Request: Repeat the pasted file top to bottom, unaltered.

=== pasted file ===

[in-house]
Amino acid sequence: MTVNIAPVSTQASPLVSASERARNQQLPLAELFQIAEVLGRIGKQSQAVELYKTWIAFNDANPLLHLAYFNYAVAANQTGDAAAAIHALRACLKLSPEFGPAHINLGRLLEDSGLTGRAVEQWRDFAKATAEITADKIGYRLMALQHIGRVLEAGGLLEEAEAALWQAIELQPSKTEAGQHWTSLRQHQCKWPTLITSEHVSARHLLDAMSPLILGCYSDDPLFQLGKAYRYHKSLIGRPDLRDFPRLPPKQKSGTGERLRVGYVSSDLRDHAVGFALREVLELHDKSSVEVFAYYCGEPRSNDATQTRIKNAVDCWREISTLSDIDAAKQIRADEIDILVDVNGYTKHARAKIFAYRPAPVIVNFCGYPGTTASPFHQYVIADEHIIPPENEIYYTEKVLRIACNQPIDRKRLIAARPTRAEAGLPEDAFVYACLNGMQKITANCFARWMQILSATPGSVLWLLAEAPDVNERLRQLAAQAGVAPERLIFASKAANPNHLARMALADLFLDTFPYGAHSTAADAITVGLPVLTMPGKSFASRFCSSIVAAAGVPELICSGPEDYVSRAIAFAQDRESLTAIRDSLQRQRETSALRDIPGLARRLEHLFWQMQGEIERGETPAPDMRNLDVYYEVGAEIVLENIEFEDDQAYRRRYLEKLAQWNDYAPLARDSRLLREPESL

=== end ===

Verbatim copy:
[in-house]
Amino acid sequence: MTVNIAPVSTQASPLVSASERARNQQLPLAELFQIAEVLGRIGKQSQAVELYKTWIAFNDANPLLHLAYFNYAVAANQTGDAAAAIHALRACLKLSPEFGPAHINLGRLLEDSGLTGRAVEQWRDFAKATAEITADKIGYRLMALQHIGRVLEAGGLLEEAEAALWQAIELQPSKTEAGQHWTSLRQHQCKWPTLITSEHVSARHLLDAMSPLILGCYSDDPLFQLGKAYRYHKSLIGRPDLRDFPRLPPKQKSGTGERLRVGYVSSDLRDHAVGFALREVLELHDKSSVEVFAYYCGEPRSNDATQTRIKNAVDCWREISTLSDIDAAKQIRADEIDILVDVNGYTKHARAKIFAYRPAPVIVNFCGYPGTTASPFHQYVIADEHIIPPENEIYYTEKVLRIACNQPIDRKRLIAARPTRAEAGLPEDAFVYACLNGMQKITANCFARWMQILSATPGSVLWLLAEAPDVNERLRQLAAQAGVAPERLIFASKAANPNHLARMALADLFLDTFPYGAHSTAADAITVGLPVLTMPGKSFASRFCSSIVAAAGVPELICSGPEDYVSRAIAFAQDRESLTAIRDSLQRQRETSALRDIPGLARRLEHLFWQMQGEIERGETPAPDMRNLDVYYEVGAEIVLENIEFEDDQAYRRRYLEKLAQWNDYAPLARDSRLLREPESL